Stop by your local pro shop today, the first official day of spring, and you are likely to see TaylorMade's newest Burner iron prominently displayed. Along with the R9 driver, these irons are likely to be the flagship product for the company in 2009.
When TaylorMade's designers set out to create the new Burner irons, their goal was simple: Make the world's longest, easiest-to-hit irons.
The designers took a different approach in the development process. Benoit Vincent, TaylorMade's chief technical officer, said, "We felt that if we could make a long iron that was far easier to hit than any other, we'd learn a lot about how to make the middle and short irons easier to hit too."
So instead of starting with a 6-iron and then building a series of complementary clubs, which is how many sets are created, TaylorMade started with a 4-iron.
Sean Toulon, TaylorMade's executive vice president of innovation, said the idea was to make the 4-iron have the playing qualities of a wood. When compared with the 4-iron of the previous Burner irons, the head is larger, which increases MOI and helps the club resist twisting on off-center hits. The face of the new Burner 4-iron was also made significantly thinner (1.9mm) to increase ball speed. They kept the undercut channel behind the face but made the sole wider to lower the center of gravity. That should make it easier to hit higher-flying, softer-landing shots.
The shaft of the new Burner 4-iron was also extended by a quarter of an inch, which should help to increase swing speed and therefore add distance. Because the irons have a bigger head, however, TaylorMade says the extra shaft length is imperceptible to golfers.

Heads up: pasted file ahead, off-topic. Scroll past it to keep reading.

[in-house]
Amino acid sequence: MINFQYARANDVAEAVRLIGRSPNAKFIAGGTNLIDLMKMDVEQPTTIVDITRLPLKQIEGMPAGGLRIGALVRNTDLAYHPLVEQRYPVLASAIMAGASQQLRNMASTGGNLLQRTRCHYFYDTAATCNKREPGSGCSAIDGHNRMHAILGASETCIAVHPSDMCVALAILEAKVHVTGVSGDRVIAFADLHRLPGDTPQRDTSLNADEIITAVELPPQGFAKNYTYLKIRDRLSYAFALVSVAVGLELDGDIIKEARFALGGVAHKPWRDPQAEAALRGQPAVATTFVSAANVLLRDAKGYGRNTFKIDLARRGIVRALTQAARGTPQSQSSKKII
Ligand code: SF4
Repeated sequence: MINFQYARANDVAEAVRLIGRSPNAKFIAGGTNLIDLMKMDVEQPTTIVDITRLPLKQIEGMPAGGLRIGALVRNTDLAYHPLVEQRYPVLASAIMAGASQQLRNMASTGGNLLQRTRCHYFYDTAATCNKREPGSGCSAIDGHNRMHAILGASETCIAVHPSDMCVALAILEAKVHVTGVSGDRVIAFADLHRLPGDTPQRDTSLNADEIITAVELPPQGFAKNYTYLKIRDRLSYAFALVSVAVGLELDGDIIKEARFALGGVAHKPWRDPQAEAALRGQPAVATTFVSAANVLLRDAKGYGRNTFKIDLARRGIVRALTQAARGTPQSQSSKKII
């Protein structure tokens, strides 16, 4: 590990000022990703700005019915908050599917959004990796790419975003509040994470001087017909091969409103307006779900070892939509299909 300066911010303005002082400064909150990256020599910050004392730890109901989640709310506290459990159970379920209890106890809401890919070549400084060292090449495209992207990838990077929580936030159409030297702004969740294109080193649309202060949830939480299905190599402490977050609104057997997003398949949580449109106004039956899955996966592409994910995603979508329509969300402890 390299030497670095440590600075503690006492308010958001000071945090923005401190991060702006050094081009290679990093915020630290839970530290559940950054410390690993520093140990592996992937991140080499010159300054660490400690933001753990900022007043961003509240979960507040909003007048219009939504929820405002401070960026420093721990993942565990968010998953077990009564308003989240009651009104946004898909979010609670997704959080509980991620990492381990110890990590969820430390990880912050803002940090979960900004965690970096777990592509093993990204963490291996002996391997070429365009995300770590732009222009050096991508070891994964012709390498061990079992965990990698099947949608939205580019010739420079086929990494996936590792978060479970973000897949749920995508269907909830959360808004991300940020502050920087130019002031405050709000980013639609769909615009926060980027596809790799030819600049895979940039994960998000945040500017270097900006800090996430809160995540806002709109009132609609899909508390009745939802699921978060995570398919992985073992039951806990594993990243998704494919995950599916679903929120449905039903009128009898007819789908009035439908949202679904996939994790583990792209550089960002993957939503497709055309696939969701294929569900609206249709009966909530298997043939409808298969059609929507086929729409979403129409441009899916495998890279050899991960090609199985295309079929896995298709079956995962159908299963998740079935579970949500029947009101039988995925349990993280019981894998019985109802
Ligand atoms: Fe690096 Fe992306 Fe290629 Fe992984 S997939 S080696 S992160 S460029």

On the back of the clubs is a circular disk with an X-shape extending from its edges. That's TaylorMade's "Inverted Cone," a technology first used in TaylorMade's drivers. It puts more mass behind the sweetspot and, according to the company, helps to maintain distance control on off-center hits.
Once the design team was satisfied that they had created a great
4-iron, they built the 3- and 5-irons with similar qualities.The
mid-irons were created around an easy-to-hit 7-iron. Again, the heads
were made larger, the soles were widened, and the face was made thinner.
When it came to the short-irons, Bret Wahl, TaylorMade's senior
director of iron development, said, "We kept the clubheads relatively
compact, thinned the clubface—though not as much as in the
middle-irons—and thinned the topline." He also noted that the sole of
the short irons is slightly thinner than the middle-irons and
long-irons, as is the topline.
The irons also have a backing made of a carbon composite material,
aluminum and a polymer, and the company says it enhances feel and
improves the sound at impact. As the chart on the right shows (click on it to get a better look), the
new Burner irons are made for players who want to maximize forgiveness,
typically mid- and high-handicappers. However, more accomplished
golfers who want to add distance and and create a straighter ball
flight might also want to try them. For low-handicap players who put a
premium on shaping shots and maximizing control, the rac MB blades and Tour Preferred irons may still be the best option.
But don't be surprised to see the new Burner in the bags of PGA Tour
players soon. "This is a golf club that we believe is going to be our
most-played iron on tour," Toulin said recently. "And if things go the
way I think they can go,
I believe this will be the No. 1 played iron on Tour."
Several PGA Tour players have stopped by TaylorMade's
Carlsbad, Calif., headquarters to try the new Burners, including Kenny
Perry, who reportedly laughed at dinner about hitting a Burner 5-iron about 230 yards.
The new Burners will retail for about $699 with steel shafts, and $899 with graphite shafts.